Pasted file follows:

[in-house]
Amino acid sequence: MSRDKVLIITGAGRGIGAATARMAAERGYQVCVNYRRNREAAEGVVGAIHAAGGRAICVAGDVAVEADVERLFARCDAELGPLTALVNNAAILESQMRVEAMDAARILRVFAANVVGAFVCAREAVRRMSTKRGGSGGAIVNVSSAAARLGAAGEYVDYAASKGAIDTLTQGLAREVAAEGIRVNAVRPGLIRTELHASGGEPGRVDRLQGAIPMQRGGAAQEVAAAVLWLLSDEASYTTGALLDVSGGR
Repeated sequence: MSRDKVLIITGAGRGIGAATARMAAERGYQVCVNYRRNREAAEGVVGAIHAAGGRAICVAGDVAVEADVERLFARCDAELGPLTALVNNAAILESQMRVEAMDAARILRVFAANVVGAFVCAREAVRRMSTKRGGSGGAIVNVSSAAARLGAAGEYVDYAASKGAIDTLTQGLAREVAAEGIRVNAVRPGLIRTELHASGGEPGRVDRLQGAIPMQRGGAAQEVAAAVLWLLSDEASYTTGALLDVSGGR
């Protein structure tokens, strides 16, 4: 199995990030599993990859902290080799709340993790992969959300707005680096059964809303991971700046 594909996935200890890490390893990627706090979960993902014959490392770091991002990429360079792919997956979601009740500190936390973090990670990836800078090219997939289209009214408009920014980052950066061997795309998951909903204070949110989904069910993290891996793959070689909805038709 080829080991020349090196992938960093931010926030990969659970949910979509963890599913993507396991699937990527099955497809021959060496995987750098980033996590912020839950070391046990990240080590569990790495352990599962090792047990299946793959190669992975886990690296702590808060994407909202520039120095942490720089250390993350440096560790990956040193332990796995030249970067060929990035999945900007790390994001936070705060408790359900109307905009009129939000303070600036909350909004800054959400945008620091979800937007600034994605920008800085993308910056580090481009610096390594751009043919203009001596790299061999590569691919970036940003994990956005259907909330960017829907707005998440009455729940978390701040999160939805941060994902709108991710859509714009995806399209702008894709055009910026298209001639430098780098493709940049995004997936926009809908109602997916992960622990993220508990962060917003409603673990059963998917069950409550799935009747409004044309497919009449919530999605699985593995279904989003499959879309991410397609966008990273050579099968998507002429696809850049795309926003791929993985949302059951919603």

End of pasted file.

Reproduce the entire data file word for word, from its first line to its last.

[in-house]
Amino acid sequence: MSRDKVLIITGAGRGIGAATARMAAERGYQVCVNYRRNREAAEGVVGAIHAAGGRAICVAGDVAVEADVERLFARCDAELGPLTALVNNAAILESQMRVEAMDAARILRVFAANVVGAFVCAREAVRRMSTKRGGSGGAIVNVSSAAARLGAAGEYVDYAASKGAIDTLTQGLAREVAAEGIRVNAVRPGLIRTELHASGGEPGRVDRLQGAIPMQRGGAAQEVAAAVLWLLSDEASYTTGALLDVSGGR
Repeated sequence: MSRDKVLIITGAGRGIGAATARMAAERGYQVCVNYRRNREAAEGVVGAIHAAGGRAICVAGDVAVEADVERLFARCDAELGPLTALVNNAAILESQMRVEAMDAARILRVFAANVVGAFVCAREAVRRMSTKRGGSGGAIVNVSSAAARLGAAGEYVDYAASKGAIDTLTQGLAREVAAEGIRVNAVRPGLIRTELHASGGEPGRVDRLQGAIPMQRGGAAQEVAAAVLWLLSDEASYTTGALLDVSGGR
């Protein structure tokens, strides 16, 4: 199995990030599993990859902290080799709340993790992969959300707005680096059964809303991971700046 594909996935200890890490390893990627706090979960993902014959490392770091991002990429360079792919997956979601009740500190936390973090990670990836800078090219997939289209009214408009920014980052950066061997795309998951909903204070949110989904069910993290891996793959070689909805038709 080829080991020349090196992938960093931010926030990969659970949910979509963890599913993507396991699937990527099955497809021959060496995987750098980033996590912020839950070391046990990240080590569990790495352990599962090792047990299946793959190669992975886990690296702590808060994407909202520039120095942490720089250390993350440096560790990956040193332990796995030249970067060929990035999945900007790390994001936070705060408790359900109307905009009129939000303070600036909350909004800054959400945008620091979800937007600034994605920008800085993308910056580090481009610096390594751009043919203009001596790299061999590569691919970036940003994990956005259907909330960017829907707005998440009455729940978390701040999160939805941060994902709108991710859509714009995806399209702008894709055009910026298209001639430098780098493709940049995004997936926009809908109602997916992960622990993220508990962060917003409603673990059963998917069950409550799935009747409004044309497919009449919530999605699985593995279904989003499959879309991410397609966008990273050579099968998507002429696809850049795309926003791929993985949302059951919603």